The Long Goodbye

As many of you have noticed, we haven’t published anything new on The Modern Spectator for quite some time. It’s disappointing to say it, but this hiatus may last through the winter, or perhaps longer. There are good reasons for this, including my classes at NYU and writings which will occasionally appear here. For now, the break has given me a chance to look back and review some of the things we’ve done over the past four years. I’ve posted above one of my favorite images, a drawing by my wife, Emily Thompson (Read the accompanying article,…

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The Good, the Bad, and the Brackets

I finished third overall in ESPN’s World Cup prediction game. I’d like to brag about it — there were more than a million entries, and I finished just one point shy of the $5,000 first prize – but I can’t. It’s not just because I won nothing for my troubles. It’s also because I didn’t try. Before filling out my bracket, I could have consulted statistics, broken down tactics, and carefully considered historic results. Instead, I just went with my first, unconsidered instincts, and vowed not to change a thing. When I did look back at my…

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Play It Again, Bafana Bafana

Of today’s two games, I was much more excited, at least soccer-wise, for the second match, France v. Uruguay. The opener, South Africa v Mexico, promised a load of hubbub and contagious sentiment, but I wasn’t expecting great on-field action. France, meanwhile, bursting with talent, was supposed to play an offensive style against a Uruguayan team poised to attack with speedy wing-backs and a pair of strikers, Diego Forlan and Luis Suarez, who score goals in their sleep. It was going to be a doozy. What a fool I was. Never, ever count on France for entertainment…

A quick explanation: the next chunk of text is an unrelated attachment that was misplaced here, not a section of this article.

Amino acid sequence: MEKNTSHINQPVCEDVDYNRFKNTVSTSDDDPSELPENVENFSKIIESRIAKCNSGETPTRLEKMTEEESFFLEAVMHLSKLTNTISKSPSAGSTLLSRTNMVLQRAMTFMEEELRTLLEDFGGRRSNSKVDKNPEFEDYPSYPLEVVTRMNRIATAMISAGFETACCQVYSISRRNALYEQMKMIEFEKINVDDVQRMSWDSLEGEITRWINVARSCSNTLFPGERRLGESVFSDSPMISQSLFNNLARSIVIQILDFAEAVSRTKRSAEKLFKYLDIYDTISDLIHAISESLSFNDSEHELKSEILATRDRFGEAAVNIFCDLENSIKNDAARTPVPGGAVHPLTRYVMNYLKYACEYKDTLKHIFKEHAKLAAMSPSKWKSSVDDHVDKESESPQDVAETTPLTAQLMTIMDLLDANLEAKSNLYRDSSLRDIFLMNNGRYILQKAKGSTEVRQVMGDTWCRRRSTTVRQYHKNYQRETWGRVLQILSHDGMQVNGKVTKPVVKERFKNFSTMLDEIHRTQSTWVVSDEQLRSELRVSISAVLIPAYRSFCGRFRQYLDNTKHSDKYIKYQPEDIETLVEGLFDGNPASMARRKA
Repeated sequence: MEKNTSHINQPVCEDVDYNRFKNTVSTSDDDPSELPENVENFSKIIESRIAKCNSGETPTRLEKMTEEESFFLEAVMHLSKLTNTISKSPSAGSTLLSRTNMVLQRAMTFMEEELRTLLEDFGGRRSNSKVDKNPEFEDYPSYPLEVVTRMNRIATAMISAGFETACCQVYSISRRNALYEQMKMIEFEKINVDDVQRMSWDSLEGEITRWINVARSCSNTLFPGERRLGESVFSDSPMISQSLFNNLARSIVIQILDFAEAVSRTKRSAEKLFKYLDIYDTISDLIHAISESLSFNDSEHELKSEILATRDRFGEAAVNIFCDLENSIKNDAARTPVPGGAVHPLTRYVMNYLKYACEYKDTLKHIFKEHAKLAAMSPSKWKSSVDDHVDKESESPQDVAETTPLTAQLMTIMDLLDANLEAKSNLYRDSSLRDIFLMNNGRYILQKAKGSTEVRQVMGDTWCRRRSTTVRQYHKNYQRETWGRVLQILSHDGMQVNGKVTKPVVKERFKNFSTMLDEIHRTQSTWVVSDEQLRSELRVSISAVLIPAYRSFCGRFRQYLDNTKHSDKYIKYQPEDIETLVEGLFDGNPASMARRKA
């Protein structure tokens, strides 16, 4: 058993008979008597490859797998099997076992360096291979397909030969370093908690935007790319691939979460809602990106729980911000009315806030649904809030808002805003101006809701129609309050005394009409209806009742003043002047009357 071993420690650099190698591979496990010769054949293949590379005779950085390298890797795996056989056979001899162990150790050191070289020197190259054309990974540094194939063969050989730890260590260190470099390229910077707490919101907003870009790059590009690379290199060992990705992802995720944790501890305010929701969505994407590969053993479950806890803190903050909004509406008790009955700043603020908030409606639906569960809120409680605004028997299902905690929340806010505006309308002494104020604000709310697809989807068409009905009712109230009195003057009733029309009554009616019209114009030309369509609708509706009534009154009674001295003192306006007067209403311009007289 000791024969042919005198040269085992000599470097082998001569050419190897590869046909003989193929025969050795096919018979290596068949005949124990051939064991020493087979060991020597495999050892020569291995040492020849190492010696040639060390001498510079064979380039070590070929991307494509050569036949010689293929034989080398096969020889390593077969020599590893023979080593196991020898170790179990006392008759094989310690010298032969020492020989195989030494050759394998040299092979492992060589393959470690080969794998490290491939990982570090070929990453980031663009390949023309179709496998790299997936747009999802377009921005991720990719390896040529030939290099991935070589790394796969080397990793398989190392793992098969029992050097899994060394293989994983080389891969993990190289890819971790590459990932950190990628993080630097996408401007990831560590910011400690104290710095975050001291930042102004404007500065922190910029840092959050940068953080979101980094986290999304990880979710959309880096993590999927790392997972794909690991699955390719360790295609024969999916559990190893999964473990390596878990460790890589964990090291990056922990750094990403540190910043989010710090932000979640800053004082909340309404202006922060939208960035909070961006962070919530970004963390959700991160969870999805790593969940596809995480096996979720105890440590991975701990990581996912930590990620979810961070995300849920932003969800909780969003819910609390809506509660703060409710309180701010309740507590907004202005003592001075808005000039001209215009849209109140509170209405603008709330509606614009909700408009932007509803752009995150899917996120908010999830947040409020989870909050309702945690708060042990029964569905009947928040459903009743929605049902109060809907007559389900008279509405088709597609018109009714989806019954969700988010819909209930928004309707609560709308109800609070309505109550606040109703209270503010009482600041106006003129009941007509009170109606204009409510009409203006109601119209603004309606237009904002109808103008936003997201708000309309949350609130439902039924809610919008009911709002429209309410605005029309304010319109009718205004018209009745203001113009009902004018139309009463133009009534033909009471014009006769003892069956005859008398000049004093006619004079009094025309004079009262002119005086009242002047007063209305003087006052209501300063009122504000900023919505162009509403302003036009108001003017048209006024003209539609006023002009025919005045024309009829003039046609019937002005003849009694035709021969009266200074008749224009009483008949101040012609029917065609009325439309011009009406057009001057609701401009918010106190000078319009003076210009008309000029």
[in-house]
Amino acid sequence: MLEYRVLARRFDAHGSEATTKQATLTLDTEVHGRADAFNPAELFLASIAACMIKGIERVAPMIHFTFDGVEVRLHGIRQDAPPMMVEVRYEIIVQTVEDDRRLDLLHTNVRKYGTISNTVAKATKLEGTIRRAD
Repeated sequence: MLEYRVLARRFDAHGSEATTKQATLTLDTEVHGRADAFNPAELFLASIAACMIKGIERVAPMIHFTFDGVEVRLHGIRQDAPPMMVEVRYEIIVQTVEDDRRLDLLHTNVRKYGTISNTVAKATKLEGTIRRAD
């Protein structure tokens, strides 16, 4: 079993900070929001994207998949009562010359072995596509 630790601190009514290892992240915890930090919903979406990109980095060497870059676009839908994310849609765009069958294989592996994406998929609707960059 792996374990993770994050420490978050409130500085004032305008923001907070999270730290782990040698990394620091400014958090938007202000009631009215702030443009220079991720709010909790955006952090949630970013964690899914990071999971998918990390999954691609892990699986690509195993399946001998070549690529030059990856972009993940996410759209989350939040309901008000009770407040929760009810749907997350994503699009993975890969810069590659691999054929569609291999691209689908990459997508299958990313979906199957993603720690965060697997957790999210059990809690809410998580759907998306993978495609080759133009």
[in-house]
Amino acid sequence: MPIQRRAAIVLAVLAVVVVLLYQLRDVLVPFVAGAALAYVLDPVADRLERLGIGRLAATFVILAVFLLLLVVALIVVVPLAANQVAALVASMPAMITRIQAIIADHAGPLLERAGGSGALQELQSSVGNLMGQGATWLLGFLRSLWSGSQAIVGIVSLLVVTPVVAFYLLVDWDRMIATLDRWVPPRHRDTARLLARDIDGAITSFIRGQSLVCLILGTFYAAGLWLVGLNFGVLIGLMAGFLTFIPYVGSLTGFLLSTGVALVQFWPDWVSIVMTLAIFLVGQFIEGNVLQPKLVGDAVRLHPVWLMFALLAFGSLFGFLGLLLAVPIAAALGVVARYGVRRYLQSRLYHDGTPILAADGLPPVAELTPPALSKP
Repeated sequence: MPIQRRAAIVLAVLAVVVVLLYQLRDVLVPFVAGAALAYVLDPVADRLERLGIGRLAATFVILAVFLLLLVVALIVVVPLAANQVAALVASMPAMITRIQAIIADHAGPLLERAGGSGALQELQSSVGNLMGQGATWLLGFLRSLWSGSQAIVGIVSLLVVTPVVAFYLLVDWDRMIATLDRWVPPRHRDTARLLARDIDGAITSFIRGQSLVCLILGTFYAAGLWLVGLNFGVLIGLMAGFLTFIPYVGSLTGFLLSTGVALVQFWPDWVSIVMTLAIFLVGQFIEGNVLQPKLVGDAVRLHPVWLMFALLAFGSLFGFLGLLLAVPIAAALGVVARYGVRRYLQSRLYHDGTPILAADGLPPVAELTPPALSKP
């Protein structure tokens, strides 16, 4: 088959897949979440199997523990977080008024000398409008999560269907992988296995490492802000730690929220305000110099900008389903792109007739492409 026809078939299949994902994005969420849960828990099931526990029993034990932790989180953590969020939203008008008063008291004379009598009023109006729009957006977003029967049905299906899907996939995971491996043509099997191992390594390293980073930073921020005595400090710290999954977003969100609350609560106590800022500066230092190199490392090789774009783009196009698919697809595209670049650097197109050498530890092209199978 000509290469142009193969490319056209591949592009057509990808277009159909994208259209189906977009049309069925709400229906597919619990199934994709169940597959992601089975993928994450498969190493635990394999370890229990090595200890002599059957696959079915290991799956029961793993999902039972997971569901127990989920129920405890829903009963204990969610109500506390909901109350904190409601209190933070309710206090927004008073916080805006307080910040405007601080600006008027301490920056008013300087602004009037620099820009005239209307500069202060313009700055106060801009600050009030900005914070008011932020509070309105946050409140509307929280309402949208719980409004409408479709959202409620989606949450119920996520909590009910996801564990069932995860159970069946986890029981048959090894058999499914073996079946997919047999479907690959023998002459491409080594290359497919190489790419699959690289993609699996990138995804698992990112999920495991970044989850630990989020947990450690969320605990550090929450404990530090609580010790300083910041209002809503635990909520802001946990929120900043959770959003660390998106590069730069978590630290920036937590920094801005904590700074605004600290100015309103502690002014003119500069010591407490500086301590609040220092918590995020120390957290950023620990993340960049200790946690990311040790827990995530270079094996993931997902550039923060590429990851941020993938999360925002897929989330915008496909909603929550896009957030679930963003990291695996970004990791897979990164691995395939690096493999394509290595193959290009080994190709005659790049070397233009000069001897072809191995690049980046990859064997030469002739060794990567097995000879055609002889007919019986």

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Karma Chameleon: Germany Wins

History repeats itself, or mocks itself, or at least that’s what we like to believe. When England’s Frank Lampard did his best Geoff Hurst impression on Sunday, slicing the ball against the underside of the German crossbar and into and out of the goal, it was hard not to think the great wheel of karma had come around to Germany’s side. In 1966, Hurst’s nearly identical extra-time goal broke a 2-2 deadlock between the countries and sealed the World Cup for England. Since then, Oxford University researchers have concluded what millions of Germans believed: Hurst’s shot never…

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Amazing! U.S. Wins

The U.S. beat Algeria, 1-0. That’s a simple sentence, but one that leaves me speechless, and crazy, so I’ll let others do the talking. First, Andres Cantor with a cracked voice, then Brian Phillips on happiness, then Josh Dean cursing with joy, and then everyone on video. On another note, I know my lookalikes are pretty far-fetched (besides Messi-Polanski), but does Diego Millito look a little like Bert? Plus, Over on Journal, I wrote about the teams with the most foreign-born players. Tweet Austin—don’t you think Diego Milito looks more like Pee Wee Herman than like Bert?…

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The Land of the Free